Are there any struggles you are facing with the project? And does it affect your work in some way?
The biggest struggle we face as artists is making street and urban art a recognized, legitimate form of artistic expression in our country. With those struggles come those who do not take us seriously, and therefore don’t always respect the time and effort that goes into what we do – for them, what we do can be viewed as fun, reckless forms of vandalism. Without warning or reason, we have had news of demolitions and sabotages of some of the projects we have done, the Massaad Stairs being one of them, and also at a time the Municipality of Beirut announced they were going to remove all the graffiti and street art in Beirut, before retracting their decision after much debate and discussion with news portals, including Zaven. Even though we have come a long way and have revolutionized street art in Beirut a lot over the last few years, we are only still scratching the surface and we know there is still a long way to go, and a few more challenges that we are more than ready to overcome.
Who are your favourite artists and why?
In terms of global artists, we would have to say Boa Mistura, a group of graffiti and street artists based in Madrid, Spain who carry out large scale community paint installations with vibrant themes and colours. Another artist we love isSpanish street artist Ruben Sanchez or ‘Zoonchez’ who is now based in Dubai, and creates astounding paint murals across the globe on broken spaces that need rejuvenating. As for a local artist, our main inspiration would Yazan Halwani, who is not only an incredible artist and conceptualizer with his calligraphic Arab portraits, but is also a great person and friend.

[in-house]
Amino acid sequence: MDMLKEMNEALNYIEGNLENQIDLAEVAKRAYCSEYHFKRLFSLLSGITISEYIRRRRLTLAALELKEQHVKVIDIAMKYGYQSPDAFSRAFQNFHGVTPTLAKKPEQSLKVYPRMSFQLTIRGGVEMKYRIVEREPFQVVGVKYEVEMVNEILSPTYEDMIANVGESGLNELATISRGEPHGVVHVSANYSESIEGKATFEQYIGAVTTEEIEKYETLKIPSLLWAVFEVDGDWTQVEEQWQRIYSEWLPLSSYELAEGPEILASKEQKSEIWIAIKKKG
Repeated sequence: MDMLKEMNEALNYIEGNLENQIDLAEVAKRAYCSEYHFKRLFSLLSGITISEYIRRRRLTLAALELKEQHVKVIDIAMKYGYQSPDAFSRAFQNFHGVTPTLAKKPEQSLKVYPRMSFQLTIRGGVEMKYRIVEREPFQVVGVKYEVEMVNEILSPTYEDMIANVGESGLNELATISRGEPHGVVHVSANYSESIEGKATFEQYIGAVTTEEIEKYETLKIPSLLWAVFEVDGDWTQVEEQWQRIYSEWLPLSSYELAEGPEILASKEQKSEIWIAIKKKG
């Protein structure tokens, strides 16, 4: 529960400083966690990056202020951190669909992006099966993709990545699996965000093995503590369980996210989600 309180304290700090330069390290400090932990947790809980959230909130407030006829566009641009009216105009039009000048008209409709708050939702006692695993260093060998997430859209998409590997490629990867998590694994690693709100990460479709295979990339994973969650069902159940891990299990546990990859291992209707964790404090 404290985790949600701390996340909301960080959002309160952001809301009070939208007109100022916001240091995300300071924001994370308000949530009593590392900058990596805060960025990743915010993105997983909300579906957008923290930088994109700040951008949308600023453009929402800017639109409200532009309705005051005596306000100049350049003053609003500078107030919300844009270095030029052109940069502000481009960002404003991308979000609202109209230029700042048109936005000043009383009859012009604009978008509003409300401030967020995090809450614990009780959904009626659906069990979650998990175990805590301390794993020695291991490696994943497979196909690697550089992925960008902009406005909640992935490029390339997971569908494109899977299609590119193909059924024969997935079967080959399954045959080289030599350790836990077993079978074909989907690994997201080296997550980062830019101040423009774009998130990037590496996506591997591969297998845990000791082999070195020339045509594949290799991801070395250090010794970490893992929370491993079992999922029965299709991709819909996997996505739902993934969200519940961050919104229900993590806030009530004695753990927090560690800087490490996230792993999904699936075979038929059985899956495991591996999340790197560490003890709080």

Do you have a last message to the world?
Beirut is living proof that chaos breeds creativity. Create moments and find solutions that make you feel alive, and that bring your community to life somehow. Those moments give people the courage to believe that this city they may have lost faith in still has so much love to give them. It inspires something profound in every individual, every mother and child, to believe, even if just for a few minutes, in a future for themselves here. And that is, essentially, how we heal.